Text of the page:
Murder on the Orient Express by Agatha Christie
Published by Harper Collins on November 1991 (first published 1934)
Series: Hercule Poirot, #10
Genre(s): fiction, classics, crime, mystery, suspense
Format & Pages: paperback, 256
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“The murderer is with us—on the train now . . .”
Just after midnight, the famous Orient Express is stopped in its tracks by a snowdrift. By morning, the millionaire Samuel Edward Ratchett lies dead in his compartment, stabbed a dozen times, his door locked from the inside. Without a shred of doubt, one of his fellow passengers is the murderer.
Isolated by the storm, detective Hercule Poirot must find the killer among a dozen of the dead man’s enemies, before the murderer decides to strike again.
Murder on the Orient Express is one of my all time favorite books. I have read it several times over the past couple decades and enjoy the experience every time despite knowing the outcome. I. Love. This. Book!!!
“The murderer is with us – on the train now…”
Agatha Christie’s storytelling is always on point, but Murder on the Orient Express (along with And Then There Were None) stands a head above of the rest of her books. It is such a cleverly plotted, fast paced read, this mystery sucks you in and keeps you guessing until the very end. At this point, I can clearly see all the clues planted throughout the story that point to the mystery’s solution, but they are done so nonchalantly that they are so easy to pass over if you don’t know what to look for. The closed room setting (or train, as it were) adds tension and drama to an already suspenseful story. And the characters are fascinating, most especially Hercule Poirot, one of the quirkiest detectives I’ve come across.
I have been eagerly and
impatiently waiting for the new Murder on the Orient Express Movie ever since seeing a preview for it back in May. After finally watching the movie, I feel I can definitively say the book was better. Don’t get me wrong, I enjoyed the movie and am glad to have seen it, but it won’t be something I watch over and over again the way I read the book over and over again. Obviously, I’m a bit biased. So let me break it down.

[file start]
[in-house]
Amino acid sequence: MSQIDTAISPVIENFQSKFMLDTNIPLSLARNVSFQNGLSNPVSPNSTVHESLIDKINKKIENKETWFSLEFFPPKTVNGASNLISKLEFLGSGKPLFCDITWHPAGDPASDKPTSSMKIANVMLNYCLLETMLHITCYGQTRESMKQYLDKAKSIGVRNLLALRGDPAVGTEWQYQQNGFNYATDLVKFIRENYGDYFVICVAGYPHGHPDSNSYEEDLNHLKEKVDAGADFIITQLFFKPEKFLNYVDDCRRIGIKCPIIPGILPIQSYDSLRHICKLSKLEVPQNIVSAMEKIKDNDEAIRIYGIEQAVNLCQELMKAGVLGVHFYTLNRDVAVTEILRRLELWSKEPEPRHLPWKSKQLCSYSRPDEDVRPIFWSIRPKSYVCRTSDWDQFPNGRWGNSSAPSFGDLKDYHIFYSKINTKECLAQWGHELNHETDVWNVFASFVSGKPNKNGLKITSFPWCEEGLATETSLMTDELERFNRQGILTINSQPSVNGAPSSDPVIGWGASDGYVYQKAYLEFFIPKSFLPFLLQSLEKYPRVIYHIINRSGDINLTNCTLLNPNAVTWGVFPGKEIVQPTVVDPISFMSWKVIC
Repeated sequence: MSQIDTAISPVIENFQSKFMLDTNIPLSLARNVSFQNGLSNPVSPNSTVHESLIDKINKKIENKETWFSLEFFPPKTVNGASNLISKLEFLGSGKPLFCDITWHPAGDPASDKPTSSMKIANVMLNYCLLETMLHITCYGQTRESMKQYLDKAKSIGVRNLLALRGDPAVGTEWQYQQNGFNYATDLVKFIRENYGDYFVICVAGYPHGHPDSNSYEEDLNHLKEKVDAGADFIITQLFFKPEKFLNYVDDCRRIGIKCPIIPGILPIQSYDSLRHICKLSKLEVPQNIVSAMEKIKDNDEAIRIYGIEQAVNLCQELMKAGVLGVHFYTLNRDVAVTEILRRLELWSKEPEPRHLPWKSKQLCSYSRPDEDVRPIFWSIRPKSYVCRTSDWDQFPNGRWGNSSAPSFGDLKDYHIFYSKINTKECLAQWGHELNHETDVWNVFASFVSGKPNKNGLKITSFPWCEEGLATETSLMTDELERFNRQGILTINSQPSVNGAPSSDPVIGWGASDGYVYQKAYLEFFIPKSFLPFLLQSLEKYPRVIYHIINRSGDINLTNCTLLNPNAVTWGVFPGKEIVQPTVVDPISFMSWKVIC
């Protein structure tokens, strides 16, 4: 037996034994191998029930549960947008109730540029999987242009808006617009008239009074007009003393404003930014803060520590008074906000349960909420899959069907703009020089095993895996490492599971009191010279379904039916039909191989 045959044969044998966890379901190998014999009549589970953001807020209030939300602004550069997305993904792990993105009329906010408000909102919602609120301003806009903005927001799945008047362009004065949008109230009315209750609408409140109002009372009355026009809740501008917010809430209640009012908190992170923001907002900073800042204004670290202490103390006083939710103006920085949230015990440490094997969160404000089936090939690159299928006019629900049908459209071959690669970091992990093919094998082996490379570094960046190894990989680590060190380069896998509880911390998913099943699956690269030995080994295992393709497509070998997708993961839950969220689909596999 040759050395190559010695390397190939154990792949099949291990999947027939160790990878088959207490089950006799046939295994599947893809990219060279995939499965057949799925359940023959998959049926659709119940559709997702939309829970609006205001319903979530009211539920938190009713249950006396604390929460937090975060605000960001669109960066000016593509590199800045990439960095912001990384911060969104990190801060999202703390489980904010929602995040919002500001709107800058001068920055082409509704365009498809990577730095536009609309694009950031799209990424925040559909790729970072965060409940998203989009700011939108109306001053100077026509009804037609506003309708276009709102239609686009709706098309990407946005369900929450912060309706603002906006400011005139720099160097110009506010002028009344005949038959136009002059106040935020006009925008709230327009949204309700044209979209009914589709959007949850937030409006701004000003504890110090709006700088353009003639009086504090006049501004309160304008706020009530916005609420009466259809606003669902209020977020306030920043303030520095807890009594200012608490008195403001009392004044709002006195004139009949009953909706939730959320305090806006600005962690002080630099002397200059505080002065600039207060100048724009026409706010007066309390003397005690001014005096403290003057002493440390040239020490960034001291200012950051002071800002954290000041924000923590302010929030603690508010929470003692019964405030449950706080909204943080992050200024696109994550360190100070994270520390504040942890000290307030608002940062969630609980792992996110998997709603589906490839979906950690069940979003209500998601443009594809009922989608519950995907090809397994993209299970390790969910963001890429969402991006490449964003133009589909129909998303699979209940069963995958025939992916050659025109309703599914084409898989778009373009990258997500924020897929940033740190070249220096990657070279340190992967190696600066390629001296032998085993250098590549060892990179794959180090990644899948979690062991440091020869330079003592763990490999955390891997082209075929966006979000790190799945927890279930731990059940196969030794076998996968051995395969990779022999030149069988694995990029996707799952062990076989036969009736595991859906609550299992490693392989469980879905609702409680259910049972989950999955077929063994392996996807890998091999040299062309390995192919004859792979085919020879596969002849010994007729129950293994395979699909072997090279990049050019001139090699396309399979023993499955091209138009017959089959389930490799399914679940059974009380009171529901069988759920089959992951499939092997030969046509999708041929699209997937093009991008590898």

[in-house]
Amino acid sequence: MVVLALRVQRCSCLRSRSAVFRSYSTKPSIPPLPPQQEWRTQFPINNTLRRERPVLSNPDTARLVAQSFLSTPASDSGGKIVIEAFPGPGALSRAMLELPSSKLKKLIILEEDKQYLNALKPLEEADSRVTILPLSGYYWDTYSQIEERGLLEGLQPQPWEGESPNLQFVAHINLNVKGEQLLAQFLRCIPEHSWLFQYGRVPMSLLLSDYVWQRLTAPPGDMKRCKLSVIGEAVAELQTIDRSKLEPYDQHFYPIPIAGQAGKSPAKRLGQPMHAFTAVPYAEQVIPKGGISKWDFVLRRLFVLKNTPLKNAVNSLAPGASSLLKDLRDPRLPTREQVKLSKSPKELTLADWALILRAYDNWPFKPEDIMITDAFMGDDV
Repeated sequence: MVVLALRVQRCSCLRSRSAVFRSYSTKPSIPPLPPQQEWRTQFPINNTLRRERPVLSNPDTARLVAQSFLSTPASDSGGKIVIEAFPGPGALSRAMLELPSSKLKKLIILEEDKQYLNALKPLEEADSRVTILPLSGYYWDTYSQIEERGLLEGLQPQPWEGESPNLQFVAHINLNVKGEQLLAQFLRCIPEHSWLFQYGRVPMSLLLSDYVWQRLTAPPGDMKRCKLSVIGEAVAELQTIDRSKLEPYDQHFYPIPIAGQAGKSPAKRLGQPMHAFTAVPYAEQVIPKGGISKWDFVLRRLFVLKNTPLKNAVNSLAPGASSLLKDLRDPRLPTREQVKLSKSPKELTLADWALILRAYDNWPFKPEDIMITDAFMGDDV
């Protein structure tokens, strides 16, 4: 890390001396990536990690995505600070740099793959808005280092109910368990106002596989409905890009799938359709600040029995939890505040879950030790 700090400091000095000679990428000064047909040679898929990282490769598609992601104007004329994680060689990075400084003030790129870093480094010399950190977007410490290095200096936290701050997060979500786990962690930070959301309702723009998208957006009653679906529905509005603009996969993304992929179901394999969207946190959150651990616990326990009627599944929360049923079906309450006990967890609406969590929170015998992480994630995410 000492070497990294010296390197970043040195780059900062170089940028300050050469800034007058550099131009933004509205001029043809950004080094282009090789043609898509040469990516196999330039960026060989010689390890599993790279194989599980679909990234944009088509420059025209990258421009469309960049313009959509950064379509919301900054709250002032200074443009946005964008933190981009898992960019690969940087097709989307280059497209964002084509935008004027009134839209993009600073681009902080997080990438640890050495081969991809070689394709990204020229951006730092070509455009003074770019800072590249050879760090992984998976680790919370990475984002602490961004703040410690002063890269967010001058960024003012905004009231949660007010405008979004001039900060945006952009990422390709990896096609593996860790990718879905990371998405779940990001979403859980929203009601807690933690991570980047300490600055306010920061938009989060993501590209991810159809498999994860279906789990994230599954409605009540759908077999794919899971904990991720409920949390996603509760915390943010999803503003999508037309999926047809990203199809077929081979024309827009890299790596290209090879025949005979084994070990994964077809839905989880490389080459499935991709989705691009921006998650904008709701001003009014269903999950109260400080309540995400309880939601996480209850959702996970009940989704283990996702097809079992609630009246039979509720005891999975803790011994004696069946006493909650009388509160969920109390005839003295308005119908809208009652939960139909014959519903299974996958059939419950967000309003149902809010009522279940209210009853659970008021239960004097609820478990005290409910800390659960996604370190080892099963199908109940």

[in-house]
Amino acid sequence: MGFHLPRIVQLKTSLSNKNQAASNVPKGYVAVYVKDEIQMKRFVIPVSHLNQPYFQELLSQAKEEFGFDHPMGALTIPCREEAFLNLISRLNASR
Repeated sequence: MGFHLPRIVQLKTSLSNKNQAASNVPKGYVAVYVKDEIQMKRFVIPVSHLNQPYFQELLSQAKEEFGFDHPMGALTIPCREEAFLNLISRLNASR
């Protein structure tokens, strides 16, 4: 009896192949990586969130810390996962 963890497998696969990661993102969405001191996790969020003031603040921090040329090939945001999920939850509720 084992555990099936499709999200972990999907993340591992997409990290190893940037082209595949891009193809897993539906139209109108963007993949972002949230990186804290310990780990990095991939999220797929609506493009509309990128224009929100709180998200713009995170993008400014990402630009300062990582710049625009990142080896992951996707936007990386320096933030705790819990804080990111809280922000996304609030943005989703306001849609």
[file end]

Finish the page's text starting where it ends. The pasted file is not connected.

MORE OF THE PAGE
While not an exact replica of the book, the movie follows the basic plot quite closely – which is important. It added some early scenes setting up Poirot’s character for those who are not familiar with him, and a few details were either added or removed, but anyone who knows the story will be able to more or less expect what to happen next. Some dramatic liberties were taken to add action and suspense, which I personally don’t mind and believe will also help to broaden its potential audience. The settings and costumes were beautiful – this movie looked spectacular.
My biggest issue with the movie was with the acting itself. It felt, for lack of a better word, campy. You know how with really good actors, you don’t actually see the acting itself because they so thoroughly portray their character? Despite the amazing cast here, I felt like I was watching them act rather than seeing their characters. They all seemed to be trying too hard. I have to speculate this was a direction decision as I’ve seen these actors flawlessly deliver in other roles. That being said, I have yet to come across anyone else with this particular opinion, so maybe it’s just me.
Ultimately, I definitely have to recommend reading Murder on the Orient Express instead of seeing this movie. For what it’s worth, I have heard that the 1974 version of the movie is significantly better – and I will be checking that out when I get a chance. But if you’re a mystery book lover and haven’t read Murder on the Orient Express yet? Go pick it up now! It doesn’t disappoint.